Apparently, the goal was to restock the defensive cupboard.
On Friday night, the Nashville Predators chose the BCHL’s Defenseman of the Year. On Saturday morning, they chose the QMJHL’s Defenseman of the Year. Then they added two more blueliners with their next three picks and then another before their weekend came to a close.
“We felt we needed to start concentrating a little bit more on defense,” Predators General Manager David Poile said. “We probably accomplished that and maybe even more with the defensemen we took.”
Dante Fabbro of the Penticton Vees (1st round), Samuel Girard of the Shawinigan Cataractes (2nd round), Frederic Allard of the Chicoutimi Saguenéens (3rd round), Hardy Haman Aktell of Skellefteå in Sweden’s junior league (4th round) and Adam Smith of Bowling Green State University (7th round) were all taken by the Predators this weekend in order to help replenish the depth on defense.
With Shea Weber, Roman Josi, Ryan Ellis and Mattias Ekholm as their top four and veteran Barret Jackman paired with an emerging Anthony Bitetto on the bottom pairing, Nashville’s defense corps is among the best in the NHL. After that, however, there’s Petter Granberg as a serviceable seventh — assuming he re-signs — and then quite a gap.
With 2010 third rounder Taylor Aronson leaving the organization unexpectedly this past April and with 2013 third round pick Jonathan-Ismael Diaby switching between the AHL’s Milwaukee Admirals and the ECHL’s Cincinnati Cyclones, there’s a major need for rearguard prospects in the organization.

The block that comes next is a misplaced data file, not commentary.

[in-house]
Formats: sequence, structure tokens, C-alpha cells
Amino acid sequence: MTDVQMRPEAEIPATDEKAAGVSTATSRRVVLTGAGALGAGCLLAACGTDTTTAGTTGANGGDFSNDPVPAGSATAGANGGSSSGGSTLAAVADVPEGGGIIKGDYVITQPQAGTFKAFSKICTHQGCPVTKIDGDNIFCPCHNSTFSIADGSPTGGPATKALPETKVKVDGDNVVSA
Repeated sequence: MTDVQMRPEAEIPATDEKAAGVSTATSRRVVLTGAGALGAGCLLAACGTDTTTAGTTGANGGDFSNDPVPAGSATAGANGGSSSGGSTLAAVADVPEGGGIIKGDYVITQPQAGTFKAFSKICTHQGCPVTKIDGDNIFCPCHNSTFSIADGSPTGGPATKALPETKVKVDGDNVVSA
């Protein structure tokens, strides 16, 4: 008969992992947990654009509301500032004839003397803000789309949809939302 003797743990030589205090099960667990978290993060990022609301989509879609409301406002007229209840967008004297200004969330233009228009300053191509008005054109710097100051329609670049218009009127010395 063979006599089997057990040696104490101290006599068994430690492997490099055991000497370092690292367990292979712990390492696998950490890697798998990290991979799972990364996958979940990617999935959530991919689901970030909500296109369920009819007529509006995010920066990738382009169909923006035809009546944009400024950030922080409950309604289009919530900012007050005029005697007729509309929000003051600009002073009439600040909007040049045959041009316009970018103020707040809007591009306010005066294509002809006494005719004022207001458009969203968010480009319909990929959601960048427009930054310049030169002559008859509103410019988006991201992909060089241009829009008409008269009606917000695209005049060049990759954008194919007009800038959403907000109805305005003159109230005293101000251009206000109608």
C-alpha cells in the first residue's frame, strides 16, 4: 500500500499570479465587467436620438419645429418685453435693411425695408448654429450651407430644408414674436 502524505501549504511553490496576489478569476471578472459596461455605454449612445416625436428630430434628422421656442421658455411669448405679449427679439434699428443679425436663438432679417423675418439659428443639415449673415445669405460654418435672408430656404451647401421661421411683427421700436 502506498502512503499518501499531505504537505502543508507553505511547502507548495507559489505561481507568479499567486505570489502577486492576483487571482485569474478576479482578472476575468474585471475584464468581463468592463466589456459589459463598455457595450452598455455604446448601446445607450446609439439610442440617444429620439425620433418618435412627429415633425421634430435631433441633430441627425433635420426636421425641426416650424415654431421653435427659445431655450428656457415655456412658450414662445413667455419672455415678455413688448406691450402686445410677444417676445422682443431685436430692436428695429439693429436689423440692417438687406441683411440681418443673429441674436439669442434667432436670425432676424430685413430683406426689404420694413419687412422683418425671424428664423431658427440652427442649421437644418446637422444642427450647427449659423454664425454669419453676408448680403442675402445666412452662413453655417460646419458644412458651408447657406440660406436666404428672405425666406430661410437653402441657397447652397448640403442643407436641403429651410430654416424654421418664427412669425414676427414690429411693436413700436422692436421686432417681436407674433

“In the last two or three years, we’ve had a pretty clear focus on taking forwards at the high end of the draft,” Poile said. “We really felt coming into this draft that our depth chart for the future was pretty good. Our cupboards were pretty full [at that position].”
And they are. For the first time in the franchise’s 18-year history, Nashville can say that they have talent up front. Forwards Filip Forsberg, Kevin Fiala, Pontus Aberg, Vladislav Kamenev and Yakov Trenin are all at different stages of development. On the less-dynamic-but-just-as-promising side, Colton Sissons, Miikka Salomaki and Viktor Arvidsson all seem to have full-time NHL spots waiting for them this upcoming season.
If the forwards are in good shape, the focus should shift to another area of the ice.
“Some of it was certainly planned and some of it was the player that came up during our pick,” Poile said about taking five defensemen. “But we’re extremely happy with everybody we took this year.”
So happy that Poile already envisions two of them playing together.
“Fabbro and Girard played at one of the under-18 tournaments together,” he said. “These guys could actually be a dynamic pair in our top four somewhere down the road, playing in all situations.”
Despite the overall team philosophy of always taking the best player available, clearly the strategy going into the weekend was to address a position of need. But is that really a bad thing? After all, there was that one time when the Predators went in with the same strategy and came out with names like Weber, Ryan Suter and Kevin Klein. Heck, even Alexander Sulzer played 131 games in the League.
“If this replicates any way, shape or form, the 2003 draft, then it would be a grand slam for us,” Poile quipped.
Only time will tell but the Preds seem to have restocked the cupboard. And that was the goal from the beginning.